In general providing living accommodation to employees is treated as a taxable benefit in kind with the benefit value based on the cash equivalent.
The main occupations which satisfy the rules for exemption are:
• agricultural workers living on farms or agricultural estates
• lock-gate and level crossing gatekeepers
•caretakers who live on the premises for which they are responsible where
they are on call outside normal working hours
•stewards and greenkeepers who live on the premises they look after
•managers of public houses who live on the premises
•wardens of sheltered housing who live on the premises where they are on
call outside normal working hours
•police officers and Ministry of Defence police
•prison governors, officers and chaplains
•clergymen and ministers of religion, unless engaged on administrative
•members of HM Forces
•members of the Diplomatic Service
•managers of newspaper shops that have paper rounds
•managers of traditional off-licences, that is, those with opening hours
equivalent to a public house
•in boarding schools where staff are provided with accommodation on
or near the school premises – the head teacher, other teachers with pastoral
or other irregular contractual responsibilities outside normal school hours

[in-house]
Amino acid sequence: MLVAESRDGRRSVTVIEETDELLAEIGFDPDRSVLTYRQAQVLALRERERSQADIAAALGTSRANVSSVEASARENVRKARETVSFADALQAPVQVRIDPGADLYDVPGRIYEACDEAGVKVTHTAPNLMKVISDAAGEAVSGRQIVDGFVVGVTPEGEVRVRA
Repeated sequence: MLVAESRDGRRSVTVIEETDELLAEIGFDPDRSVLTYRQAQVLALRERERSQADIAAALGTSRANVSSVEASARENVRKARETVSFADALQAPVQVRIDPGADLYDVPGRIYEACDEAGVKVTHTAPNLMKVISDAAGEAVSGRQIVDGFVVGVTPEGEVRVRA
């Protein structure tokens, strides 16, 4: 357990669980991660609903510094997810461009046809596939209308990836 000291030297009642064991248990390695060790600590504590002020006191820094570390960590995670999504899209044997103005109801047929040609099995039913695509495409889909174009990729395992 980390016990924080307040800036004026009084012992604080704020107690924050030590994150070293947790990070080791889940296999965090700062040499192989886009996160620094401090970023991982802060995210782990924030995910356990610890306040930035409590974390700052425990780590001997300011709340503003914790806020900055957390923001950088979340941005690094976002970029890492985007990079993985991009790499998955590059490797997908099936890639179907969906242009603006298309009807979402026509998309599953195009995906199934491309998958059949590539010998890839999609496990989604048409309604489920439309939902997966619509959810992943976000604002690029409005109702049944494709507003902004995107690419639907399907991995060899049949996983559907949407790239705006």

(for example, housemaster), bursar, matron, nurse and doctor
•veterinary surgeons who live close to the practice in order to respond
regularly to emergency calls
•managers of camping and caravan sites living on, or near to, the premises
•stable staff of racehorse trainers, who live on the premises and certain key
workers who live close to the stables.
Basically the test is based on ‘necessary’ and ‘customary’ https://www.gov.uk/hmrc-internal-manuals/employment-income-manual/eim11300
The test is only satisfied where the employee can demonstrate that occupation of the particular property (as opposed to any other property) is essential to the proper performance of the duties of the employment.
Support for this view can be derived from Langley and Others v Appleby (53TC1), in which Fox J said at page 21
if it is asserted that it is essential for the servant to occupy the house in order to perform his duties, it seems to me that the servant must establish affirmatively that for the performance of his duties he must live in that house and no other.
The words “that house and no other emphasise the strict nature of the test.
An employee may claim that it is necessary to occupy a particular residence because the employer requires the employee to live there. This is not enough to satisfy the test. It must be shown that the duties of the employment require occupation of the residence. An argument that the employee cannot afford to live elsewhere is not sufficient, see Vertigan v Brady (60TC624).
Rent Allowances and Deductions
It is common for an employee to:
- own the property he lives in, or
- rent the property from a third party, not his employer.
In both cases the employer may pay the employee extra salary or a rent allowance to help with the accommodation costs. This extra salary or rent allowance will count as earnings under Section 62 ITEPA 2003
An employer may own or rent accommodation and provide it to an employee. If the employee is entitled to a fixed wage or salary from which sums are deducted by the employer in respect of the accommodation then the fixed wage or salary is earnings under Section 62 ITEPA 2003. No deduction is allowed from earnings for the deductions made by the employer. See Cordy v Gordon (9TC304) and Machon v McLoughlin (11TC83)